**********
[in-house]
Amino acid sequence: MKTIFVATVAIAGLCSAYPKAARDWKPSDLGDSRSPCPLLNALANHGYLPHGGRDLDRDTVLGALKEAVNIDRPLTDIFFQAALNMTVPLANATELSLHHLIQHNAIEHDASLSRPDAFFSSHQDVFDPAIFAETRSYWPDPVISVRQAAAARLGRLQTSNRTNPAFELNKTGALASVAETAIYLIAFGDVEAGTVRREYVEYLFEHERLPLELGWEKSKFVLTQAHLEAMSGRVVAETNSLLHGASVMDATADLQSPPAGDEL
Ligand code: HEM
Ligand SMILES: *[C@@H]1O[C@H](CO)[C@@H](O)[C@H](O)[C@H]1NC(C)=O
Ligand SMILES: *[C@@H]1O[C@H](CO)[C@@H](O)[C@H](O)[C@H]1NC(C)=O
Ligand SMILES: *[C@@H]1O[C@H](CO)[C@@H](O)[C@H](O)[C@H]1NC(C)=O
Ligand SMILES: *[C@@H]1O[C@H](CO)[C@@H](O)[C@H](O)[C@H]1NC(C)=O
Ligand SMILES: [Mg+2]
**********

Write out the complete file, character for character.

[in-house]
Amino acid sequence: MKTIFVATVAIAGLCSAYPKAARDWKPSDLGDSRSPCPLLNALANHGYLPHGGRDLDRDTVLGALKEAVNIDRPLTDIFFQAALNMTVPLANATELSLHHLIQHNAIEHDASLSRPDAFFSSHQDVFDPAIFAETRSYWPDPVISVRQAAAARLGRLQTSNRTNPAFELNKTGALASVAETAIYLIAFGDVEAGTVRREYVEYLFEHERLPLELGWEKSKFVLTQAHLEAMSGRVVAETNSLLHGASVMDATADLQSPPAGDEL
Ligand code: HEM
Ligand SMILES: *[C@@H]1O[C@H](CO)[C@@H](O)[C@H](O)[C@H]1NC(C)=O
Ligand SMILES: *[C@@H]1O[C@H](CO)[C@@H](O)[C@H](O)[C@H]1NC(C)=O
Ligand SMILES: *[C@@H]1O[C@H](CO)[C@@H](O)[C@H](O)[C@H]1NC(C)=O
Ligand SMILES: *[C@@H]1O[C@H](CO)[C@@H](O)[C@H](O)[C@H]1NC(C)=O
Ligand SMILES: [Mg+2]